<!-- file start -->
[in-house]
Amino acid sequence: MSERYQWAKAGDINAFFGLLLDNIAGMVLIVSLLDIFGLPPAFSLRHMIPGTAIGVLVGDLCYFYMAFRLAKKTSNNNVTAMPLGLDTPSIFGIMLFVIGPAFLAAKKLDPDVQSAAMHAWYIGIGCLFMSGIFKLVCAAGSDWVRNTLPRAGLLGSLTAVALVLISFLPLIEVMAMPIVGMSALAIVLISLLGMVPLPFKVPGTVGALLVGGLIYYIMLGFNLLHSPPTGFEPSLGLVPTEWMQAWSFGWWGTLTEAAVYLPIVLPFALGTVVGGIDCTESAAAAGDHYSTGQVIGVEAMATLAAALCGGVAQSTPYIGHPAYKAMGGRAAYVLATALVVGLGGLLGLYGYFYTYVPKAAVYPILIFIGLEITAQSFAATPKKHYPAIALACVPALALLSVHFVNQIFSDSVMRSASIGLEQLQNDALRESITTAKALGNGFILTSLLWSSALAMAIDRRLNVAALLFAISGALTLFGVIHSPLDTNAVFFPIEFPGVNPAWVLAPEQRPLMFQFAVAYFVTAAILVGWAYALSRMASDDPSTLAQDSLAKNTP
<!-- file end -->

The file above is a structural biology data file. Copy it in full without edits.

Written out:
[in-house]
Amino acid sequence: MSERYQWAKAGDINAFFGLLLDNIAGMVLIVSLLDIFGLPPAFSLRHMIPGTAIGVLVGDLCYFYMAFRLAKKTSNNNVTAMPLGLDTPSIFGIMLFVIGPAFLAAKKLDPDVQSAAMHAWYIGIGCLFMSGIFKLVCAAGSDWVRNTLPRAGLLGSLTAVALVLISFLPLIEVMAMPIVGMSALAIVLISLLGMVPLPFKVPGTVGALLVGGLIYYIMLGFNLLHSPPTGFEPSLGLVPTEWMQAWSFGWWGTLTEAAVYLPIVLPFALGTVVGGIDCTESAAAAGDHYSTGQVIGVEAMATLAAALCGGVAQSTPYIGHPAYKAMGGRAAYVLATALVVGLGGLLGLYGYFYTYVPKAAVYPILIFIGLEITAQSFAATPKKHYPAIALACVPALALLSVHFVNQIFSDSVMRSASIGLEQLQNDALRESITTAKALGNGFILTSLLWSSALAMAIDRRLNVAALLFAISGALTLFGVIHSPLDTNAVFFPIEFPGVNPAWVLAPEQRPLMFQFAVAYFVTAAILVGWAYALSRMASDDPSTLAQDSLAKNTP